Apprenticeships are the perfect route for early years

Learning on the job enables people to put into practice the theory they are studying while hands-on engagement and day-to-day work rapidly build skills and confidence

Until recently, the most common entry point for early years apprentices was at Level 3 as they trained to be early years educators. This more senior role includes a supervisory element which some learners find daunting, especially if just out of school or with less life experience.

The Level 2 Early Years Practitioner standard is a more accessible way to enter the profession. Establishing a firm foundation on which to build a career pathway, this Level 2 standard brings early years training within reach for many learners. Meanwhile, for early years employers, this more accessible Level 2 standard is an effective recruitment tool, attracting those seeking a more manageable entry point for their career.

As the End-point Assessment (EPA) organisation for this Standard, Active IQ offers a robust set of resources to fully support the apprentice including:

  • Early Years Practitioner apprentice toolkit
  • Apprentice EPA timeline
  • eLearning support to prepare for the knowledge test
  • eLearning support to prepare for the professional discussion
  • KSB microlearning units
  • On-programme checklist
  • Mock knowledge tests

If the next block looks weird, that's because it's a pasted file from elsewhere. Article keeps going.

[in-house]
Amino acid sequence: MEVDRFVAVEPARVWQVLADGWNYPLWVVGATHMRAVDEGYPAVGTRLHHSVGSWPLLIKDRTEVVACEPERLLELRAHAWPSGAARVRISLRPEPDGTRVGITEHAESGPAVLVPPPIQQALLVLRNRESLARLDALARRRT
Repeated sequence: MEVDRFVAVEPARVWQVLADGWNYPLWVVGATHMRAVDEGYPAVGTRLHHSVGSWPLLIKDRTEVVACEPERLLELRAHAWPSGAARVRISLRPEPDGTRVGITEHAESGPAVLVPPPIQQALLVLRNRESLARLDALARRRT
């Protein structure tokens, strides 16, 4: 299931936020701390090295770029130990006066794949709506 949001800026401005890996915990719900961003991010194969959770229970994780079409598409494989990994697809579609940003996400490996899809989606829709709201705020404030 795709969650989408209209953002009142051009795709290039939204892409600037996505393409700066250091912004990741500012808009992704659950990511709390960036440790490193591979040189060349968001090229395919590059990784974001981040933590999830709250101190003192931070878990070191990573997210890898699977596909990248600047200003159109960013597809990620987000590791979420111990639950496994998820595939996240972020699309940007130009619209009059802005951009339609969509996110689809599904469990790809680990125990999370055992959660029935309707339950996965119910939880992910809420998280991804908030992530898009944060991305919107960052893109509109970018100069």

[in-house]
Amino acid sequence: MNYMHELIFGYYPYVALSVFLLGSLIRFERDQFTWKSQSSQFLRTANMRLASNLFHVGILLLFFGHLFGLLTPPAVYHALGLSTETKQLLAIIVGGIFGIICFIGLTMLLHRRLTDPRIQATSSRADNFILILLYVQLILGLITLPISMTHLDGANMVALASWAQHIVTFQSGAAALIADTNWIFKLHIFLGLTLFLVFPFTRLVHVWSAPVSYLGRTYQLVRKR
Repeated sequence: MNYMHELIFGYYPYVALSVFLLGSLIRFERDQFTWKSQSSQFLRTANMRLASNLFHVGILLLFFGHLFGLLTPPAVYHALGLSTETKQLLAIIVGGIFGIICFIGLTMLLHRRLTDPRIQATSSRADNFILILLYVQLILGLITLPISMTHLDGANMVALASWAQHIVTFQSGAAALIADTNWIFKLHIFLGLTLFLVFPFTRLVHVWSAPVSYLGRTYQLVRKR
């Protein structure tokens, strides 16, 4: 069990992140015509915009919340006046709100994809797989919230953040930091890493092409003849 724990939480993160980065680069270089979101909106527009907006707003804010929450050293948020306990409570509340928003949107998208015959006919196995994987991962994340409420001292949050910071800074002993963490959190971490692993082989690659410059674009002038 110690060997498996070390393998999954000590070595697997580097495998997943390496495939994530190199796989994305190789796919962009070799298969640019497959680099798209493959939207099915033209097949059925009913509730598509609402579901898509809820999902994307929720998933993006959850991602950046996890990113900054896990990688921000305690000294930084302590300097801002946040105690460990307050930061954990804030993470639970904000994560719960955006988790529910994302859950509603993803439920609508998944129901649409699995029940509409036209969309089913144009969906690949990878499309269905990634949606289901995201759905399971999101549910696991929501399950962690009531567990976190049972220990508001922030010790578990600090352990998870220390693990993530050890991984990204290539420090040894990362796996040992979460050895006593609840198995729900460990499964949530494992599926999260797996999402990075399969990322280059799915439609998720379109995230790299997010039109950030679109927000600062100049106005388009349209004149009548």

• Gateway checklist

NMT spoke to Tad Chapman, Active IQ head of End-point Assessment.

What are the main challenges facing the early years sector and how can apprenticeships support the sector?

Like many sectors, recruiting and retaining staff in early years is a major concern right now. Indeed, even pre-pandemic there were significant challenges to the sector which have traditionally resulted in high staff turnover. Add to that the effect of the pandemic, which resulted in a significant decrease in demand during lockdowns as well as temporary and permanent setting closures (ref), and it was reported that 7% of staff voluntarily left the sector between August and November 2020 (ref) and you have the genesis of a staffing crisis. Apprenticeships can provide a clear career pathway, using the Level 2 as an entry point, Level 3 as progression and the newer Level 5 as an aspirational goal. There is even a Level 6 now in development.

What have been some of the positive outcomes from the training?

The Level 2 and 3 apprenticeships that Active IQ assess enable employers and employees to feel safe in the knowledge that both parties are committed to the role, with minimum durations of 12 months on-programme. Employers are more effectively able to pipeline their staffing levels with recruitment in mind, which means they can plan for new staff in good time, whilst developing and progressing current staff where required. The training – delivered by Active IQ’s expert training provider partners – continues to meet and exceed the expectations of employers up and down the country, and the ability of apprentices being assessed is wonderful to see. Apprentices themselves have been heartened by the prospect of starting a career journey, with opportunities for development and progression

What has the feedback been like from nurseries that have staff who have gone through or are going through the training?

Anecdotally, nurseries and other early years settings are turning in favour of apprenticeships (where previously just qualifications were requested in applying for roles) for the reasons above. Developing staff longer-term (and where they progress from Level 2 to Level 3) means more staffing consistency and nurseries are better able to cope with increased demand as lockdowns and the effects of the pandemic on early years settings are now easing.

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